- Some “why” questions that can be asked to help students support their claims:
- What evidence do you have?
- What scientific ideas support your claim?
- Why do you agree or disagree? What are your reasons? What is your evidence?
- What could be some other possible claims? Do you have evidence?
- Do you agree with the points being made? Why?
- Who has a different opinion? What is it? How is it different?
- Why are you using that as evidence and not the other data? How would your claim change if you used all the data?
- How is that idea related to what was previously discussed? What reasons do you have for saying that?
- Resource Type: NGSS Connection
- External Resources:
The strategy above is aligned to the principles in bold.
- Use assignments that are meaningful, challenging, and require students to take personal responsibility to engage at a deeper conceptual level with the material; provide students with ample time to do this work
- Press students for evidence and reasoning to demonstrate the importance of making sense of phenomena and/or solving design problems, rather than simply producing the correct answer
- Provide multiple ways to complete assignments and/or allow for flexibility in approaches to solving problems
- De-emphasize the negative consequence of mistakes by framing mistakes as part of the learning process that helps students improve their skills
- Design assessments to evaluate students’ three-dimensional learning with a focus on reasoning, making sense of phenomena and/or solving design problems, and deep conceptual knowledge rather than superficial knowledge
- Use rubrics and descriptive criteria for assessments rather than policies such as grading on a curve to focus the assessment on students’ understanding rather than on their relative standing among peers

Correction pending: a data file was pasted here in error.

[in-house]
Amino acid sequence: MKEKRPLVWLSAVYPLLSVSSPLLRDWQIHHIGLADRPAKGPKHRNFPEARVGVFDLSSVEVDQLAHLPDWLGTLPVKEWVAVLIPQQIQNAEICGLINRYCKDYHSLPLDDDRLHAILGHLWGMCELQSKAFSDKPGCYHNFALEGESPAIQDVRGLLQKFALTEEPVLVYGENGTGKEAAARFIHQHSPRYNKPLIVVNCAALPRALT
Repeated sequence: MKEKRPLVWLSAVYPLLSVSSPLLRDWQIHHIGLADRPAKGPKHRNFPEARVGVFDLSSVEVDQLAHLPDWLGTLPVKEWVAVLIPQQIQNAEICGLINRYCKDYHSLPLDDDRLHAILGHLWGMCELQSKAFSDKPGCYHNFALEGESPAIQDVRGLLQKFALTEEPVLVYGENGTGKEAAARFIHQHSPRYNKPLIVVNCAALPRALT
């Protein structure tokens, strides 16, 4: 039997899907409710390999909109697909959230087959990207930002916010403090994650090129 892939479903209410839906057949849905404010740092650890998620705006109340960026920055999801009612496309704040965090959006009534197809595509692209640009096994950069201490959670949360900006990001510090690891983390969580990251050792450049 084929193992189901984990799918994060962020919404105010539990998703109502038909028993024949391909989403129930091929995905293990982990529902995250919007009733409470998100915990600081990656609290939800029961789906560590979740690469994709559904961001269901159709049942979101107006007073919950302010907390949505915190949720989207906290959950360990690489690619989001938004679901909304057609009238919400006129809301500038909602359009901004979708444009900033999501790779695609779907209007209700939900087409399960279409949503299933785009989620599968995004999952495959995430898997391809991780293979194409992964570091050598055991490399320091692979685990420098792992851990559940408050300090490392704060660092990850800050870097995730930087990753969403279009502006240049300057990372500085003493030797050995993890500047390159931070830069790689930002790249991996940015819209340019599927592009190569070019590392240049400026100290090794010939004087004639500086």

- Provide positive and constructive feedback to students that emphasizes that success and failure are related to one’s effort and strategy use, which can be changed
- Provide opportunities for students to revise work or submit multiple drafts
- Communicate that all students have valuable contributions by calling on a variety of students in a supportive way during class discussions or activities
- Encourage students to focus on their own effort, growth, and learning as opposed to comparing themselves to their peers
- Avoid tasks that encourage competition among students (to solve a problem first, to earn the highest grades, etc.) and practices like posting student grades publicly
- Design group work that requires multiple perspectives/roles to promote peer collaboration focused on learning rather than performing
- Approach course content, lesson activities, and your own learning with a positive attitude and a willingness to take risks (i.e., doing something outside of your comfort zone)
- Identify and model the use of effective learning strategies when encountering challenging tasks or making mistakes